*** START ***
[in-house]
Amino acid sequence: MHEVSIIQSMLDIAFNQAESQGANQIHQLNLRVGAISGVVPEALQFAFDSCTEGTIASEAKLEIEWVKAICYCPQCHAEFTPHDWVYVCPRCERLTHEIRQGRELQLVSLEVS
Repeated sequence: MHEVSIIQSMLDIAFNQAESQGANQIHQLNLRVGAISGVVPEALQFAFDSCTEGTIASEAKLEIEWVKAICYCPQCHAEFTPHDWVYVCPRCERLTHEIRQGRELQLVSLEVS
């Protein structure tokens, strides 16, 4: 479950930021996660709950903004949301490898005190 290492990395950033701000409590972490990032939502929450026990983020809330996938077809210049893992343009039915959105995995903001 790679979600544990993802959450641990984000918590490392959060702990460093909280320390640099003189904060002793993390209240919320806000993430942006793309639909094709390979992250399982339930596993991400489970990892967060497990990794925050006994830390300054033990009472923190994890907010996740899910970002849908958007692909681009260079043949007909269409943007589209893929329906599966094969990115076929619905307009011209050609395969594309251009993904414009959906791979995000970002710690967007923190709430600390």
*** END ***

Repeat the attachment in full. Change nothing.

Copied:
[in-house]
Amino acid sequence: MHEVSIIQSMLDIAFNQAESQGANQIHQLNLRVGAISGVVPEALQFAFDSCTEGTIASEAKLEIEWVKAICYCPQCHAEFTPHDWVYVCPRCERLTHEIRQGRELQLVSLEVS
Repeated sequence: MHEVSIIQSMLDIAFNQAESQGANQIHQLNLRVGAISGVVPEALQFAFDSCTEGTIASEAKLEIEWVKAICYCPQCHAEFTPHDWVYVCPRCERLTHEIRQGRELQLVSLEVS
């Protein structure tokens, strides 16, 4: 479950930021996660709950903004949301490898005190 290492990395950033701000409590972490990032939502929450026990983020809330996938077809210049893992343009039915959105995995903001 790679979600544990993802959450641990984000918590490392959060702990460093909280320390640099003189904060002793993390209240919320806000993430942006793309639909094709390979992250399982339930596993991400489970990892967060497990990794925050006994830390300054033990009472923190994890907010996740899910970002849908958007692909681009260079043949007909269409943007589209893929329906599966094969990115076929619905307009011209050609395969594309251009993904414009959906791979995000970002710690967007923190709430600390």